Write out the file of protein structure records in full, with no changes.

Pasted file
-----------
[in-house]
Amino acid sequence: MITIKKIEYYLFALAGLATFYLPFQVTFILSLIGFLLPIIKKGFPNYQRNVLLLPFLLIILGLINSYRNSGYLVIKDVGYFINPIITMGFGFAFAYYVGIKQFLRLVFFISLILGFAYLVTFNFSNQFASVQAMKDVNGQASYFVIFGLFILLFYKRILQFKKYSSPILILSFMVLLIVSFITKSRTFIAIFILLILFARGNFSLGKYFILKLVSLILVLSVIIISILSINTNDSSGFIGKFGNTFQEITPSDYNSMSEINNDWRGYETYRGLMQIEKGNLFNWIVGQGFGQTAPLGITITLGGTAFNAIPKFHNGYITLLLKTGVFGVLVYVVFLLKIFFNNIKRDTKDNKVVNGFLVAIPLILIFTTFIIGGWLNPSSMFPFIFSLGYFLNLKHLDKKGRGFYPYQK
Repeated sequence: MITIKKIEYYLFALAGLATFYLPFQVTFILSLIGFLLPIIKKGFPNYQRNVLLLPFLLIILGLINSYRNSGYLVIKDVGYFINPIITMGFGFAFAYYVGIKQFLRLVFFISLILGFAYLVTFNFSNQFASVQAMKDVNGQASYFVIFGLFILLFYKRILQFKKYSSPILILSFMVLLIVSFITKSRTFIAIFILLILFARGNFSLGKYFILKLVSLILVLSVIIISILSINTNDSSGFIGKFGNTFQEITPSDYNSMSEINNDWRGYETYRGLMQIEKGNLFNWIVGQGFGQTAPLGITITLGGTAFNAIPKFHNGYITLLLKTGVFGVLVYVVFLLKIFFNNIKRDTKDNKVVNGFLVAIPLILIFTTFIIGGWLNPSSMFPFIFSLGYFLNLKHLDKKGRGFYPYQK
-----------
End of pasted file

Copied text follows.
[in-house]
Amino acid sequence: MITIKKIEYYLFALAGLATFYLPFQVTFILSLIGFLLPIIKKGFPNYQRNVLLLPFLLIILGLINSYRNSGYLVIKDVGYFINPIITMGFGFAFAYYVGIKQFLRLVFFISLILGFAYLVTFNFSNQFASVQAMKDVNGQASYFVIFGLFILLFYKRILQFKKYSSPILILSFMVLLIVSFITKSRTFIAIFILLILFARGNFSLGKYFILKLVSLILVLSVIIISILSINTNDSSGFIGKFGNTFQEITPSDYNSMSEINNDWRGYETYRGLMQIEKGNLFNWIVGQGFGQTAPLGITITLGGTAFNAIPKFHNGYITLLLKTGVFGVLVYVVFLLKIFFNNIKRDTKDNKVVNGFLVAIPLILIFTTFIIGGWLNPSSMFPFIFSLGYFLNLKHLDKKGRGFYPYQK
Repeated sequence: MITIKKIEYYLFALAGLATFYLPFQVTFILSLIGFLLPIIKKGFPNYQRNVLLLPFLLIILGLINSYRNSGYLVIKDVGYFINPIITMGFGFAFAYYVGIKQFLRLVFFISLILGFAYLVTFNFSNQFASVQAMKDVNGQASYFVIFGLFILLFYKRILQFKKYSSPILILSFMVLLIVSFITKSRTFIAIFILLILFARGNFSLGKYFILKLVSLILVLSVIIISILSINTNDSSGFIGKFGNTFQEITPSDYNSMSEINNDWRGYETYRGLMQIEKGNLFNWIVGQGFGQTAPLGITITLGGTAFNAIPKFHNGYITLLLKTGVFGVLVYVVFLLKIFFNNIKRDTKDNKVVNGFLVAIPLILIFTTFIIGGWLNPSSMFPFIFSLGYFLNLKHLDKKGRGFYPYQK